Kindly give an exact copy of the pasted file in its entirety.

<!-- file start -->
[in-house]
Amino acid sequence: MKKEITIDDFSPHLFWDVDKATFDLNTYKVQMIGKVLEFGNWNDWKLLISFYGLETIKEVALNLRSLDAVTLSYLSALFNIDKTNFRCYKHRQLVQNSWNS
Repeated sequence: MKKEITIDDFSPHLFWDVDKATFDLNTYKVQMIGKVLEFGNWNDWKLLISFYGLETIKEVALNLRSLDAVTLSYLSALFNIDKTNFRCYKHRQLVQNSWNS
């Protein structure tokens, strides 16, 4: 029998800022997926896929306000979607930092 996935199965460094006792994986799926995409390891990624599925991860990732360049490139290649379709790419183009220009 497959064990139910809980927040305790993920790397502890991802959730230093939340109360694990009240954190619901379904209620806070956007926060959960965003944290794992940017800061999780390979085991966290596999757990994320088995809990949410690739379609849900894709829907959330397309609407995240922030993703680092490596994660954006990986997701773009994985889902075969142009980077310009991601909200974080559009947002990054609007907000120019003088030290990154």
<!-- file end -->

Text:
[in-house]
Amino acid sequence: MKKEITIDDFSPHLFWDVDKATFDLNTYKVQMIGKVLEFGNWNDWKLLISFYGLETIKEVALNLRSLDAVTLSYLSALFNIDKTNFRCYKHRQLVQNSWNS
Repeated sequence: MKKEITIDDFSPHLFWDVDKATFDLNTYKVQMIGKVLEFGNWNDWKLLISFYGLETIKEVALNLRSLDAVTLSYLSALFNIDKTNFRCYKHRQLVQNSWNS
């Protein structure tokens, strides 16, 4: 029998800022997926896929306000979607930092 996935199965460094006792994986799926995409390891990624599925991860990732360049490139290649379709790419183009220009 497959064990139910809980927040305790993920790397502890991802959730230093939340109360694990009240954190619901379904209620806070956007926060959960965003944290794992940017800061999780390979085991966290596999757990994320088995809990949410690739379609849900894709829907959330397309609407995240922030993703680092490596994660954006990986997701773009994985889902075969142009980077310009991601909200974080559009947002990054609007907000120019003088030290990154």